The people in the southern part of the Korean peninsula created a society that created incentives, rewarded innovation, and allowed everyone to participate in economic opportunities. The economic success thus spurred was sustained because the government became accountable and responsive to citizens and the great mass of people. Sadly, the people of the north have endured decades of famine, political repression, and very different economic institutions—with no end in sight. The differences between the Koreas is due to the politics that created these completely different institutional trajectories.

"Why Nations Fail" is based on fifteen years of original research that led Acemoglu and Robinson to round up extraordinary historical evidence from the Roman Empire, the Mayan city-states, medieval Venice, the Soviet Union, Latin America, England, Europe, the United States, and Africa to build a new theory of political economy with great relevance for the big questions of today, including:

  > China has built an authoritarian growth machine. Will it continue to grow at such high speed and overwhelm the West?

  > Are America’s best days behind it? Are we moving from a virtuous circle in which efforts by elites to aggrandize power are resisted to a vicious one that enriches and empowers a small minority? 

 > What is the most effective way to help move billions of people from the rut of poverty to prosperity? More philanthropy from the wealthy nations of the West? Or learning the hard-won lessons of Acemoglu and Robinson’s breakthrough ideas on the interplay between inclusive political and economic institutions?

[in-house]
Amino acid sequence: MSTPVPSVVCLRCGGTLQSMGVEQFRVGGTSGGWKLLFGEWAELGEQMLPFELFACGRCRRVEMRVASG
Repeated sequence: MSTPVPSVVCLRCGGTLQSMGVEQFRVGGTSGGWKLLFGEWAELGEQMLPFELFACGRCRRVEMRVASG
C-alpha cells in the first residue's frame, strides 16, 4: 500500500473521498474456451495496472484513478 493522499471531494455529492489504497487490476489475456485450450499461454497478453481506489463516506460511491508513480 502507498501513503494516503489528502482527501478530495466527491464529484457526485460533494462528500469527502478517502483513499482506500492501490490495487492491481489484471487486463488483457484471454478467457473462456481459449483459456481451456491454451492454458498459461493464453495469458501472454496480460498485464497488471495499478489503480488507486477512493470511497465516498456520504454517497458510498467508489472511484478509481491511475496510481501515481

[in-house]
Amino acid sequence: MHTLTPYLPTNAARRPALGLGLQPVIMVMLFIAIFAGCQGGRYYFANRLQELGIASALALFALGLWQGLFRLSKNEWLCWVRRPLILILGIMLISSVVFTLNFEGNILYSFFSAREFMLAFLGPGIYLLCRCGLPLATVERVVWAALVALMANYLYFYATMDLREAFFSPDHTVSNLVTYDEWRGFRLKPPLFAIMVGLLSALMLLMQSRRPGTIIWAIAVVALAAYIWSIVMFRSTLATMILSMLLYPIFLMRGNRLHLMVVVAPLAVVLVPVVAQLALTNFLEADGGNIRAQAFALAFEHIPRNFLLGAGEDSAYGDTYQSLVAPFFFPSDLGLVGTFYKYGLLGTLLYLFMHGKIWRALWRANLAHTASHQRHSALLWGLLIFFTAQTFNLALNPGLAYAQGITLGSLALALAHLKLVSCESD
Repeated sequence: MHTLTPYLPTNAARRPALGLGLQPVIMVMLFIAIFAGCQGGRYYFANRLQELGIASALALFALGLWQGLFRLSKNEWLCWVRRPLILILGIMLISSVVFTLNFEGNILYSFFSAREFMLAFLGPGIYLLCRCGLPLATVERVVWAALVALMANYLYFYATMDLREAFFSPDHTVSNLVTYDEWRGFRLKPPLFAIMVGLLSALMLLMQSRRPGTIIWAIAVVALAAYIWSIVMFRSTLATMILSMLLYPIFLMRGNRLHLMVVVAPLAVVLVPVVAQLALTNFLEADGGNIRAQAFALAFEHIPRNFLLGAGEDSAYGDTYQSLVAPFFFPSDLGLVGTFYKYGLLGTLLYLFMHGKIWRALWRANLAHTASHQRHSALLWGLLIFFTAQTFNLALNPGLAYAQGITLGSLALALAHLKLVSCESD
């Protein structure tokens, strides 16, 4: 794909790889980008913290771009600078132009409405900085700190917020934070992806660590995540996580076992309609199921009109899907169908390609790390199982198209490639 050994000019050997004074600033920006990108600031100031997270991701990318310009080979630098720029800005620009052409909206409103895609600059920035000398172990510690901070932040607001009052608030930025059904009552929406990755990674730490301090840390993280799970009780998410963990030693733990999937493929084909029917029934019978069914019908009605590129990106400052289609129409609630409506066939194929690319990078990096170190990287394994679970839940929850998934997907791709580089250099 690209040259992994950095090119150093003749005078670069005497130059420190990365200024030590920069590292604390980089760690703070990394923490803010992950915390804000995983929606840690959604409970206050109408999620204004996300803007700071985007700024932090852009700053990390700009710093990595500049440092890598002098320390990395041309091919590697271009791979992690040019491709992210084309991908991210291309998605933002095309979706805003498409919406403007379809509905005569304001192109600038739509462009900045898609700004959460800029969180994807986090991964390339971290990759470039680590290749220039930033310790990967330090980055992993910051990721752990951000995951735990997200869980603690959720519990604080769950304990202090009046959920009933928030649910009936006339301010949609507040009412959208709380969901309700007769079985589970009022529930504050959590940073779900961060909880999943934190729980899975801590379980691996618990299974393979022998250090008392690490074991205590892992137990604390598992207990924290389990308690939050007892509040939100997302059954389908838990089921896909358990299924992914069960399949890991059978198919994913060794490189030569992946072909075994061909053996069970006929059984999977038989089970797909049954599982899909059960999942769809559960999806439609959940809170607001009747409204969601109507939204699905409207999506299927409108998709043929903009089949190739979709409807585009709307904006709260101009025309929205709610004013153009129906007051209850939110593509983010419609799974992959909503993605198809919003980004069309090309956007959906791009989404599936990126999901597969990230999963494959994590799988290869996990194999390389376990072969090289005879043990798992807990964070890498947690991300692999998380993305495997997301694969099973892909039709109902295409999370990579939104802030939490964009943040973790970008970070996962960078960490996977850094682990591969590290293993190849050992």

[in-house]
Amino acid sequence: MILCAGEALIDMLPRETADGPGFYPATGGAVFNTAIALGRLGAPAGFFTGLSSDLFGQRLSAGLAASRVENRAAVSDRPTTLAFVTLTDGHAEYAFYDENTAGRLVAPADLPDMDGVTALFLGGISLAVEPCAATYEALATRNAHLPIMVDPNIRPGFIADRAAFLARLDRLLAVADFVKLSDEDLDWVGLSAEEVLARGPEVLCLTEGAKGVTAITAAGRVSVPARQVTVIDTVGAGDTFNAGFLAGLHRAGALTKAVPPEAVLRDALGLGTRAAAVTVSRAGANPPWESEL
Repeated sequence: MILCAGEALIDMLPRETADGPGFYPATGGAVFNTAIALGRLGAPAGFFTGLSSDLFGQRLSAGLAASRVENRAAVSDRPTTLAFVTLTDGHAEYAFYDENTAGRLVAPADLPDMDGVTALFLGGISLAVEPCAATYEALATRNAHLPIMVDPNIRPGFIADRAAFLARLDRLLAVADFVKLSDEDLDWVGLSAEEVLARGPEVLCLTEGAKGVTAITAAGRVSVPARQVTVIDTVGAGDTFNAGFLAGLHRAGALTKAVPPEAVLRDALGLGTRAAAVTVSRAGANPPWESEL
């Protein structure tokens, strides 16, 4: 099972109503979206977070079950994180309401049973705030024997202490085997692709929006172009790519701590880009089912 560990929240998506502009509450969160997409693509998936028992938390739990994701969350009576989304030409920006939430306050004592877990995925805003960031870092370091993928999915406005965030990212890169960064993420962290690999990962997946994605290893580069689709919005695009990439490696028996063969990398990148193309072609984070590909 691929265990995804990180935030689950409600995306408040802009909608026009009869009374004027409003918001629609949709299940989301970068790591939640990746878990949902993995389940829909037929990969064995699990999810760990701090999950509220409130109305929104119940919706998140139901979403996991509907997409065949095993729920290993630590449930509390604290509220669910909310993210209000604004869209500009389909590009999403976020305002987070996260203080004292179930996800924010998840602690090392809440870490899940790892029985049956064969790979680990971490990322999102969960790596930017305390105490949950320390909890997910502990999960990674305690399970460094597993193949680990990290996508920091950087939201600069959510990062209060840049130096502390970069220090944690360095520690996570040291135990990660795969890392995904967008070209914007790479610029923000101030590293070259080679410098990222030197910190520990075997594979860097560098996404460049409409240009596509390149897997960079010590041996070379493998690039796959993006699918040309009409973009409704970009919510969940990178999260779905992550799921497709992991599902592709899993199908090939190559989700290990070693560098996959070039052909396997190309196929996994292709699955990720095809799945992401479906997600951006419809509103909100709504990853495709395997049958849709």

Employing historical examples such as England's Glorious Revolution, Napoleon's invasion of Germany and the destruction of the walls of Frankfurt's Judengasse -- Jewish Ghetto -- and why despotic nations like Austria-Hungary and czarist Russia decided to build few railroads to keep their people down on the farm and away from the cities, the authors present a convincing -- to me, at least -- case for the success or failure of nations.  

If you read only one book about economics and the success of some nations and the failure of others, "Why Nations Fail" should be that book. Don't take my word for it: "Why Nations Fail" has been praised to the skies by such noted writers as Steven Levitt, co-author of the best-selling "Freakonomics" and Jared Diamond, author of the acclaimed "Guns, Germs, and Steel."

About the Authors

DARON ACEMOGLU is the Killian Professor of Economics at MIT. In 2005 he received the John Bates Clark Medal awarded to economists under forty judged to have made the most significant contribution to economic thought and knowledge.

JAMES A. ROBINSON, a political scientist and an economist, is the David Florence Professor of Government at Harvard University. A world-renowned expert on Latin America and Africa, he has worked in Botswana, Mauritius, Sierra Leone, and South Africa.

Website: www.whynationsfail.com